Here is a motivating example for uncloneable encryption. Consider an adversary who can somehow break the encryption scheme and learn the secret key for the ciphertext, but this process is slow. One such instance is an adversary who expects to have a quantum computer (which we know can break most contemporary public-key encryption schemes) in the coming years. With an uncloneable encryption scheme, this approach becomes moot since the adversary cannot copy the ciphertext without being detected: if the eavesdropper tries to keep a state which would be enough to recover the plaintext at a later time, this necessarily means that the intended recipient, which has the secret key, would not be able to decrypt the original message that was sent.

Tamper-evident quantum encryption is a weaker variant first introduced by Gottesman:^{33} tamper-evident encryption is to uncloneable encryption what SSL is to copy-protection. Several definitions and constructions in the spirit of the informal one given here were first shown by Broadbent and Lord^{19} for symmetric uncloneable encryption. Ananth and Kaleoglu^{6} have extended this notion to the asymmetric setting. Furthermore, they showed that a strong uncloneable encryption variant implies a weak copyprotection form for a family of point functions.

**Quantum encryption with certified deletion.** Alice has a terminal illness and wants Bob to have all her passwords once she passes away. She encrypts her message and sends the ciphertext to Bob, and the decryption key to her lawyer, who is ordered to send the secret key to Bob upon her death.

Suddenly, a cure for Alice’s illness is found, and she wants to ensure her passwords will not leak. Even if Bob complies, there is no way to certify that he had not saved a copy unbeknownst to Alice. Quantum encryption with certified deletion is an encryption scheme of classical messages with quantum ciphertexts that, in addition to a standard privacy guarantee, allows Bob to prove that he deleted the ciphertext and would not be able to decrypt the passwords even should he learn the decryption key.^{18,34} More precisely, an interactive protocol with classical communication can be used to revoke Bob’s ciphertext. A successful revocation guarantees that even if Bob gets the decryption key after the revocation, he would not be able to decrypt the passwords.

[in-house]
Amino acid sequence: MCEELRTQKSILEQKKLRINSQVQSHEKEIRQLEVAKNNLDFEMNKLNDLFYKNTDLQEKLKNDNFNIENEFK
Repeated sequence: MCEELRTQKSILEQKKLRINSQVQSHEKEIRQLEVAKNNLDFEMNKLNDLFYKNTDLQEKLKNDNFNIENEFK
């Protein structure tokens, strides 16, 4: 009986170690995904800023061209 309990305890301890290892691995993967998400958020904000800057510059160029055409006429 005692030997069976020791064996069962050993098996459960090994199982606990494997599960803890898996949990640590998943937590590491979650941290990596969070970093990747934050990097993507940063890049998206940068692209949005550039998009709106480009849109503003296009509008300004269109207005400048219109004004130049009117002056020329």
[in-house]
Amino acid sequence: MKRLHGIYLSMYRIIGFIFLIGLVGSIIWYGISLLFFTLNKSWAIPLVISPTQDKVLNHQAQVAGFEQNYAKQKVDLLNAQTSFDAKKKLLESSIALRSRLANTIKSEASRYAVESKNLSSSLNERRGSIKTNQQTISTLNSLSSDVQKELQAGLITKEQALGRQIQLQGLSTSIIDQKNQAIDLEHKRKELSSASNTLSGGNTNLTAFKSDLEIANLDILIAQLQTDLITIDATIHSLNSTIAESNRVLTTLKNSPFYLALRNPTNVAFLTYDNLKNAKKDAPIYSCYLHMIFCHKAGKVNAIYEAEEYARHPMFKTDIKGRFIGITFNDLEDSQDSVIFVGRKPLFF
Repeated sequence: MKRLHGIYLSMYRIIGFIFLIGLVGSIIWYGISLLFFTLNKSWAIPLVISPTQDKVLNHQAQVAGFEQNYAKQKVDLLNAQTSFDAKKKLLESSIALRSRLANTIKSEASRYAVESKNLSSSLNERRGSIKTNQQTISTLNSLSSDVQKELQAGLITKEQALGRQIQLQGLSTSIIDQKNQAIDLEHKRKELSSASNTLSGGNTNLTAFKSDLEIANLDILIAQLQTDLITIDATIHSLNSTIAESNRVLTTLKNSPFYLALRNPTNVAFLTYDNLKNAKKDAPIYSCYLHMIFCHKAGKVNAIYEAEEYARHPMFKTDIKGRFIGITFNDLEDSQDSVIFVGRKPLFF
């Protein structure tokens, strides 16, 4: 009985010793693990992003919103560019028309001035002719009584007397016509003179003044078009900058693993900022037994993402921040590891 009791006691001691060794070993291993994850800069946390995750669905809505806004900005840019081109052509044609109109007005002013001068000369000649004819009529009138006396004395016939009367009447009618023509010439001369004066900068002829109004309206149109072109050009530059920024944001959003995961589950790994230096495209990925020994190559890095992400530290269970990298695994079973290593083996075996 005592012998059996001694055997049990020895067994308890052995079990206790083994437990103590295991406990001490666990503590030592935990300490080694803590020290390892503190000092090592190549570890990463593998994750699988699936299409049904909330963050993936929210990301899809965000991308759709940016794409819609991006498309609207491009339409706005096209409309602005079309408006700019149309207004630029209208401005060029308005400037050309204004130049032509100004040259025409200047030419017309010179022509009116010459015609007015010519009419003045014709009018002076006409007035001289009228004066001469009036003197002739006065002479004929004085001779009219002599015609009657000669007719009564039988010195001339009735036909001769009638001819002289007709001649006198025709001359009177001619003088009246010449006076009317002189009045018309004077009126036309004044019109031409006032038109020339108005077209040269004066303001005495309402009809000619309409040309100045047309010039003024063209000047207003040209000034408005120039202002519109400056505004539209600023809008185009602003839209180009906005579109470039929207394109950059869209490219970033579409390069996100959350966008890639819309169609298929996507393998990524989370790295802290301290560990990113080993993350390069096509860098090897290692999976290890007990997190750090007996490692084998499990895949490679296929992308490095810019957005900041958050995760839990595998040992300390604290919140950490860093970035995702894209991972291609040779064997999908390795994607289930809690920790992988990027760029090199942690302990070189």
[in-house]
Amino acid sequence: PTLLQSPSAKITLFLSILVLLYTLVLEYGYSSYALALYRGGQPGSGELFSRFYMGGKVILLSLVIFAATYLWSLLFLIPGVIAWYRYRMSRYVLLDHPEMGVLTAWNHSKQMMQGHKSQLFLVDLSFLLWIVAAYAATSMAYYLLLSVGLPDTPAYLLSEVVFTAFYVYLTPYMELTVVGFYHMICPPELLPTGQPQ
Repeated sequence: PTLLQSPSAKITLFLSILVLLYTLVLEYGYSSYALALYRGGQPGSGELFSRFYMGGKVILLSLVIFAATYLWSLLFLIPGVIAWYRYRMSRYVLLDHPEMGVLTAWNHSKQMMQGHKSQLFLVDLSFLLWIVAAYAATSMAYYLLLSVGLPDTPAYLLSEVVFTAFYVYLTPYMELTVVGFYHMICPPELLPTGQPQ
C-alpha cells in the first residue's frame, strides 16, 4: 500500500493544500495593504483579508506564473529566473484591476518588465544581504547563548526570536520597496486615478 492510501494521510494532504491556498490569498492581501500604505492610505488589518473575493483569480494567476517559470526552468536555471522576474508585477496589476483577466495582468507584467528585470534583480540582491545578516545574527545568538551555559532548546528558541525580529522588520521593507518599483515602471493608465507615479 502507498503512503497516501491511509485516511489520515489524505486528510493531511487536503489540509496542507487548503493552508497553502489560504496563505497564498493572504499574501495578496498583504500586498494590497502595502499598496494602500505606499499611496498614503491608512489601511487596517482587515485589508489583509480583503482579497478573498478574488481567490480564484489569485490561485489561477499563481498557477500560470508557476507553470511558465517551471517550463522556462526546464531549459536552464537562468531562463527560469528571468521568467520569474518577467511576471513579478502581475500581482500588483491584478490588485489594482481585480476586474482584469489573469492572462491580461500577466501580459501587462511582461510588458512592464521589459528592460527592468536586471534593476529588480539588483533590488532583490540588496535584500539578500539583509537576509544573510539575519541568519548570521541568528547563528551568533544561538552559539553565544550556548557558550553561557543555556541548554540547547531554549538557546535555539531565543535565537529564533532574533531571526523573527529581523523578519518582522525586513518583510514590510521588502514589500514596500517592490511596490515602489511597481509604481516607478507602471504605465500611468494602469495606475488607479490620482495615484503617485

**Revocable quantum timed-release encryption.** Suppose Alice wants to send Bob a message that he could read only one year ahead. In a (classical) timed-release encryption, the encryption is efficient, but decrypting the ciphertext requires a number of computational steps that Alice can choose upon encryption. Assuming Alice can estimate Bob’s computer clock rate, she could set the encryption parameters so that Bob could recover her message from the ciphertext a year ahead.